Wi-Fi Alliance cracks down on ‘standards-plus’ kit

Better late than never


For those that are worried about the Alliance policies, the body says it will withhold or even revoke certification if is sees any interference issues during testing, or during subsequent investigations as a result of vendor or user complaints. The problem is likely to increase as chipmakers start to launch pre-802.11n products. Atheros says it is considering such a product, and Broadcom and Conexant hinted at the same course of action earlier this year. Atheros’ moves:

Last November, Broadcom claimed that it had test results to prove that Atheros’ Super G Turbo Mode, which extends the rate and range of 802.11g, interfered with nearby Wi-Fi networks and dramatically degraded their performance. Atheros denied this but did adjust its channel bonding technique, the supposed cause of the problem, to make it dynamic and eliminate the risk.

But it certainly has not pulled back from its attempts to make up for being caught offguard last year by Broadcom’s early leap into 802.11g. Its latest leap is to promise pre-standard 802.11e functionality using smart antennas, targeting the buoyant digital home market.

The forthcoming 802.11e specification adds quality of service features to Wi-Fi and is vital for voice over WLan and video applications. This makes it important to the most buoyant growth market for Wi-Fi chips, the digital media home. This is the area Atheros will target with its AR50005VA chipset, which is claims is the first “standards compliant” silicon to incorporate the fashionable MIMO (Multiple In Multiple Out) smart antenna technique.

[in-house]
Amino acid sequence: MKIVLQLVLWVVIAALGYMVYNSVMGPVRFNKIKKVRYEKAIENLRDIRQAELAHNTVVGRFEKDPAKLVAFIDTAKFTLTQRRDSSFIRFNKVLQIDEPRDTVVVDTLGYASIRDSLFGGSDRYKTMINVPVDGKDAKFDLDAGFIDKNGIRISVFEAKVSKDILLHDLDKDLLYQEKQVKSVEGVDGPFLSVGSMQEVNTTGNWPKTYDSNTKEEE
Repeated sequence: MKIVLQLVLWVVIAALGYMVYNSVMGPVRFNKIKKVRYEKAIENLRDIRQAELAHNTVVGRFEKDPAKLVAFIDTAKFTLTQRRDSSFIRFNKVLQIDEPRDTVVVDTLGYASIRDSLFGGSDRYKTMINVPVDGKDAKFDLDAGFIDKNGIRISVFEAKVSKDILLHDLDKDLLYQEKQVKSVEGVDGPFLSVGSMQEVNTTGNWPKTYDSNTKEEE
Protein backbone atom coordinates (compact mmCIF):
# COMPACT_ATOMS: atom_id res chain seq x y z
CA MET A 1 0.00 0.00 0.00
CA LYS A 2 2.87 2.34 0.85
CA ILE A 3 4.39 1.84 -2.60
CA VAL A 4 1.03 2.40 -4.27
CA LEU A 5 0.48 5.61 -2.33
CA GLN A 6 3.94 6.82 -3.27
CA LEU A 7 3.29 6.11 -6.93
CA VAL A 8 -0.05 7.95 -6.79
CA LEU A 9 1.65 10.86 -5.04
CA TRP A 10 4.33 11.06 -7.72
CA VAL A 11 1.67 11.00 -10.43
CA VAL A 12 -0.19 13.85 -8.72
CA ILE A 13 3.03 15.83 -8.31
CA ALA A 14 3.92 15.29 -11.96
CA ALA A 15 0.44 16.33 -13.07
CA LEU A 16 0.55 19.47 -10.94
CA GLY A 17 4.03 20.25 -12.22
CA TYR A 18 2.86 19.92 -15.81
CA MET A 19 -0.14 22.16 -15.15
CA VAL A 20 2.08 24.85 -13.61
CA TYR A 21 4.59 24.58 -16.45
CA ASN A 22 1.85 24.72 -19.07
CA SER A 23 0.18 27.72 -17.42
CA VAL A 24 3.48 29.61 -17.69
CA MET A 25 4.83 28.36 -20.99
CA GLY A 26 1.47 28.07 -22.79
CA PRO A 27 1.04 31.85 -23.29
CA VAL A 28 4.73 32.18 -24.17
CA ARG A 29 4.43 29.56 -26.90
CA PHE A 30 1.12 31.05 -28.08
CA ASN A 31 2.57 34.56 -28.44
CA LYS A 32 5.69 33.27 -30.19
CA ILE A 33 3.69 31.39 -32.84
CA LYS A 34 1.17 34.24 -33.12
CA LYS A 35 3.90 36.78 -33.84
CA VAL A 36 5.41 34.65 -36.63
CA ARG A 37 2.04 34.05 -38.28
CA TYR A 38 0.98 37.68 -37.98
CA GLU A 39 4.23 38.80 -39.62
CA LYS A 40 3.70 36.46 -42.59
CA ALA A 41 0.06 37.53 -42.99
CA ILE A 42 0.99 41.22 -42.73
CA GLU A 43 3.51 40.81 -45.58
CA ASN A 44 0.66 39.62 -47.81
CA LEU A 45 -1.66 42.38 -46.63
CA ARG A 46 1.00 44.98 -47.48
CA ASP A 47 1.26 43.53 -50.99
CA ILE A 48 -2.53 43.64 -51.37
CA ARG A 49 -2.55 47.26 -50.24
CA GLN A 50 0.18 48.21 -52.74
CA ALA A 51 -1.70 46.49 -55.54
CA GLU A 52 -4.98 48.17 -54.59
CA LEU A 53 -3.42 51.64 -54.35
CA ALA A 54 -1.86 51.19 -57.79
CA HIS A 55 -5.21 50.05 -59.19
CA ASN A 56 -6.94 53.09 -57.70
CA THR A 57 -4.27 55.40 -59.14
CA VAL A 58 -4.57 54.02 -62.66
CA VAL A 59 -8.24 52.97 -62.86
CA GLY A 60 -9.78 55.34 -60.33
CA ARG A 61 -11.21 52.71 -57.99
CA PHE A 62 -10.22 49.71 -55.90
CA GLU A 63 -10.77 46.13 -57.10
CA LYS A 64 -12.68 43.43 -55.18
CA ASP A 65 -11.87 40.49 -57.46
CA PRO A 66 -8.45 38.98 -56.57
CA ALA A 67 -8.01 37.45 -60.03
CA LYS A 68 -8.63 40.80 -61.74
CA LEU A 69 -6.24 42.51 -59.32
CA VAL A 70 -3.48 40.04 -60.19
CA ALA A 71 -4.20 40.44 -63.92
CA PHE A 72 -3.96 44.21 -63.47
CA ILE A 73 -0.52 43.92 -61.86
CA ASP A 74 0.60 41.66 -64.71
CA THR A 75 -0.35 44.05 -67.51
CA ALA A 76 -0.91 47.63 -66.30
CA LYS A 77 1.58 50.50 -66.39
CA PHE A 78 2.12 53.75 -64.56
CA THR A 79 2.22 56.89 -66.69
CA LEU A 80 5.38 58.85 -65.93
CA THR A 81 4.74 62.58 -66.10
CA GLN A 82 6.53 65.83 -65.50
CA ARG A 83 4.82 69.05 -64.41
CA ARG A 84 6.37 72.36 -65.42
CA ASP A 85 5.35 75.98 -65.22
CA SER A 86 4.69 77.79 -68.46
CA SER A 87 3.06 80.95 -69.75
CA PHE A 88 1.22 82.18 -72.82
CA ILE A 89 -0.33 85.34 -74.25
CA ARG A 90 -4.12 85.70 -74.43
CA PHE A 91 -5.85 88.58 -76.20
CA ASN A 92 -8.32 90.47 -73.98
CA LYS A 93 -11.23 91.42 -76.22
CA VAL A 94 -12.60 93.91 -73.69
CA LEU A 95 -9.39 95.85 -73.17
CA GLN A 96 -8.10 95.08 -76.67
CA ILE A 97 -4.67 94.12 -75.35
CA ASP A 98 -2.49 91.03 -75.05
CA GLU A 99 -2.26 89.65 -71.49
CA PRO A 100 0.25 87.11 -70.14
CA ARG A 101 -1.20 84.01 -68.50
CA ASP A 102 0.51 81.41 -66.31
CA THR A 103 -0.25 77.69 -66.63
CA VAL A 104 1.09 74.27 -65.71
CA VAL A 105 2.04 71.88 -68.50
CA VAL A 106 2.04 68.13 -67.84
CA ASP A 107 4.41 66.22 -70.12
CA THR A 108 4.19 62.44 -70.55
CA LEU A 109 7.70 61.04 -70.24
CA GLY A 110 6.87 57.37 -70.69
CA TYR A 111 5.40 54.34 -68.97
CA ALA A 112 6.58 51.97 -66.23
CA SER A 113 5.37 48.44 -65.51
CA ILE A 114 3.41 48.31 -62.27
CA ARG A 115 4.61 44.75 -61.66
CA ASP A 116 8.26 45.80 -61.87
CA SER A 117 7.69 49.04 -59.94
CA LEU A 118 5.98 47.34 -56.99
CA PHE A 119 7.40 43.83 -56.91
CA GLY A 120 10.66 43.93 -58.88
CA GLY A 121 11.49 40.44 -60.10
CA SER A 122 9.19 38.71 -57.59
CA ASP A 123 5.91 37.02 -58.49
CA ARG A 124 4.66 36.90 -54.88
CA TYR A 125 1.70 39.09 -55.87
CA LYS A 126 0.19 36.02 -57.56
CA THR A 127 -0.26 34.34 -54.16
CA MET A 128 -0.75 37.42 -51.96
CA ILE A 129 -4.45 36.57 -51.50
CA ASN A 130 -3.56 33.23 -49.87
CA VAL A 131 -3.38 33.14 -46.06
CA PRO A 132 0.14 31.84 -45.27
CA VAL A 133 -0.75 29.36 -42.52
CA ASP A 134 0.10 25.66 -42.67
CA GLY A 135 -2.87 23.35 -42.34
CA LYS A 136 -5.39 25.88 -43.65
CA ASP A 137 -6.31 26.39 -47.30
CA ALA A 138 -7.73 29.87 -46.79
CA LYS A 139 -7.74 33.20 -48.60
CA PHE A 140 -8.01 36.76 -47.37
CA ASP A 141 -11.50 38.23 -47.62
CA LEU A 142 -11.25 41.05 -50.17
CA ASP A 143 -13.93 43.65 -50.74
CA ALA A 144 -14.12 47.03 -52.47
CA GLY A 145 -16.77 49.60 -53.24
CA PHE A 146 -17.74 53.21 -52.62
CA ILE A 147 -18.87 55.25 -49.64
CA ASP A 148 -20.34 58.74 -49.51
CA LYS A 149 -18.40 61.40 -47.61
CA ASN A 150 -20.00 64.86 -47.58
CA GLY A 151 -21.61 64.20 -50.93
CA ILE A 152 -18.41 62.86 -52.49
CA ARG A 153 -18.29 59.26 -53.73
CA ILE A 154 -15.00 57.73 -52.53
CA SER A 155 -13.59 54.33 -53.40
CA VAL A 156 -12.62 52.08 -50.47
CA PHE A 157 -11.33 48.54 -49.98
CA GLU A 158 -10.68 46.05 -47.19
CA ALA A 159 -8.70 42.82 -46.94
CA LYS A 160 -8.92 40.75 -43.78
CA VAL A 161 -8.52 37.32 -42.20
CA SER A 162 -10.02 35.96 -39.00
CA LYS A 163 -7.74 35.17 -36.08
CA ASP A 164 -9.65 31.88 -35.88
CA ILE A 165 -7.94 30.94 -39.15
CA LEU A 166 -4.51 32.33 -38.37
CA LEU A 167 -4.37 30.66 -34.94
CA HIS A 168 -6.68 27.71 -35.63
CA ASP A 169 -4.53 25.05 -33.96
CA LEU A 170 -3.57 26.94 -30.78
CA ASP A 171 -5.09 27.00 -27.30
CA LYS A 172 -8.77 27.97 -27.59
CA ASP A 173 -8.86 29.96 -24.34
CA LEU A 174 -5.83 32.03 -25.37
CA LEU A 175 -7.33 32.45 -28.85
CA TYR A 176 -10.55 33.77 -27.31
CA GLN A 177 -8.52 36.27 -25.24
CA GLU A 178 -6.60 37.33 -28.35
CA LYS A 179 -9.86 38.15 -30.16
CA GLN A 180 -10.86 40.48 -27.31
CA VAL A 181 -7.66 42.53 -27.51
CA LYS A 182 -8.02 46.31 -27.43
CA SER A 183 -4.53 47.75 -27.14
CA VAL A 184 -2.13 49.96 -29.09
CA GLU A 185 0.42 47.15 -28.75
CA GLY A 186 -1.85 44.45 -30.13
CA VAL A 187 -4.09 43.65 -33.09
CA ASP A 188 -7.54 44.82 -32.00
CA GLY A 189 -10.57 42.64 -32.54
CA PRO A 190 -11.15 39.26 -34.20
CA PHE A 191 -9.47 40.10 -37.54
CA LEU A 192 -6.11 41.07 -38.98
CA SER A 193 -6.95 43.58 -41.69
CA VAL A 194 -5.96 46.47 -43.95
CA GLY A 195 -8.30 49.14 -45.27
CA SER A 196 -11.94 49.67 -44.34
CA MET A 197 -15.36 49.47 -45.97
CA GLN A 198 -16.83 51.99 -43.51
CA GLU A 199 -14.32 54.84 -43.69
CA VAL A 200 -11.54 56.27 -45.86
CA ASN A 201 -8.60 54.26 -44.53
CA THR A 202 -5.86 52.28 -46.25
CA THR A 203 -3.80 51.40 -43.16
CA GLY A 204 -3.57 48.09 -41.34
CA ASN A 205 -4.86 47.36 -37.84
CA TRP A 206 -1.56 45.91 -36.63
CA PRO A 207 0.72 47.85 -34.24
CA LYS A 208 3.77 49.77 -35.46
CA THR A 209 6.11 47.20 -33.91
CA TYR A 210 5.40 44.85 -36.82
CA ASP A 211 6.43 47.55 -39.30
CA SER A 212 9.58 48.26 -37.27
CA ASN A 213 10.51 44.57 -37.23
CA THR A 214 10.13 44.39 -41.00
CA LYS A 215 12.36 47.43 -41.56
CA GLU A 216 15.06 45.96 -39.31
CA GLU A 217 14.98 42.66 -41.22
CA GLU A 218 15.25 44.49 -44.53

The dual-band 802.11a/b/g device will support multiple DVDquality links of 6-8Mbps each, or a combination of HDTV (19- 24Mbps) and DVD links, over homes up to 550 square meters in area. It will also offer support for the draft specification of 802.11e, though any changes in the standard before finalization could make kit based on the current silicon immediately obsolete, or non-interoperable with newer products.

Signal intent

Atheros’ implementation of smart antennas, which it calls VLocity, is based on up to four antennas. It uses beam forming techniques for transmission – using dual OFDM baseband processors and radios to focus an intense burst of energy towards the receiver, extending data rate and range. At the receiver end, ‘receive combining’ processes signals from up to four antennas to extend range and improve message quality. Atheros claims these two approaches combined “increase the effective signal up to tenfold”.

VLocity is compatible with legacy WLAN devices and with Atheros’ own Super-G and Super-AG technologies, the company claims. It also says that there will be a performance benefit even if AR5005VA products are used at only one end of the link. The chipmaker stated these claims repeatedly, clearly sensitive about the charges that its proprietary Super-G silicon used to cause interference with standard Wi-Fi kit.

The new chipset is available in two- and four-antenna configurations and volume production will start in autumn. Atheros and NEC are demonstrating an Audio Video wireless module, which incorporates the AR5005VA chipset and NEC Electronics' MPEG2 encoder/decoder boards. It supports guidelines from the Digital Living Networking Alliance, a body focused on digital home standards, in areas such as digital rights management. Atheros has recently become very interested in MIMO. It is leading one of two main groups battling it out within the IEEE to control the upcoming 802.11n standard for 100Mbps-plus Wi-Fi.

Its proposal rests on MIMO combined with wide 40MHz bands, while the rival group, which includes Broadcom, is also focused on smart antennas, but using advanced coding rather than doublewidth bands to boost performance. A third proposal has been entered by Agere, using MIMO with either single or double bands and a larger number of antennas.

Analysts at the Linley Group says shipments of Wi-Fi chips will grow to 100m in 2005, double the 2003 figure.

Copyright © 2004, Wireless Watch

Wireless Watch is published by Rethink Research, a London-based IT publishing and consulting firm. This weekly newsletter delivers in-depth analysis and market research of mobile and wireless for business. Subscription details are here.

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